Management (MBO)

Good news: A company’s key management may become the company’s buyer.

Bad news: Management usually does not have the cash to purchase a company for cash. The seller often creates a note secured by the stock of the company.

Definition: A management buyout (MBO) occurs when an existing management  team purchases all or part of the company in which they are employed. (Private Capital Markets, Second Edition, p. 441).

Emotional Involvement: Regarding the note secured by the stock of the company, the future collection of the note is subject to the ability of the buyer to run the company with enough profits and cash flow to timely pay the note. The seller may be able to take back the stock of the company upon a default on the loan, however, the stock may be significantly devalued from the original sales price. The seller also runs the risk of not being able to “get away emotionally” from the company due to the personal stress related for the company to grow and succeed in order to pay the note to the seller.

Possible Competitors: It is not unusual during the sale process to receive an expression of interest from a group of key employees. Indeed, you may, through feelings of loyalty and camaraderie, prefer your key employees to be the buyer, even though they are not necessarily the highest bidder.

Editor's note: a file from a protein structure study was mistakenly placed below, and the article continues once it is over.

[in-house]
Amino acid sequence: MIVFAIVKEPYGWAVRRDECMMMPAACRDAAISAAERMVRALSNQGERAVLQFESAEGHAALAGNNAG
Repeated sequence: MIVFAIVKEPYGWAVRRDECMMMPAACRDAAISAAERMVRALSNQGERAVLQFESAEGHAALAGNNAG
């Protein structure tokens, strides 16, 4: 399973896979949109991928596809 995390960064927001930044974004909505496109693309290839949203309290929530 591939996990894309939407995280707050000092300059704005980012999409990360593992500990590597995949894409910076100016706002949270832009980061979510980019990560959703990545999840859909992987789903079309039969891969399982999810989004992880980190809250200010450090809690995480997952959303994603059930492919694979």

The primary difficulty in selling to key employees is they usually lack the capital and require you to finance them. Moreover, once your key  employees become active bidders, they will not necessarily be as cooperative with other potential buyers who are willing to pay a higher price and do not need you to finance them. (Valuing Your Business, p. 121).

Institutional debt: There may be enough cash flow in the company for an MBO to take on debt for some or all the purchase. This can become quite complicated because there are numerous types of lenders that might be interested in funding the transaction, such as (Valuing Your Business, p. 122):

  1. Bankers and lenders
  2. Institutional financing
  3. Senior institutional  lenders
  4. Mezzanine lenders (typically unsecured creditors and subordinated lenders
  5. Private equity funds
  6. Investors

Fraudulent transfers: There may be much more in stake than first appears in the sale to key employees. A seller might consider the worst-case scenario before making such a sale. There is a risk that the management team may not run the company profitably. If so, the company may need to file bankruptcy sometime in the future. This might cause the people in charge of the bankruptcy to call the original sale a “fraudulent transfer,” which might cause significant damage to the seller. (Valuing Your Business, p. 122).

Pros and Cons: Below are some positive and negative issues related to an MBO (Sell Your Business Your Way, p. 21):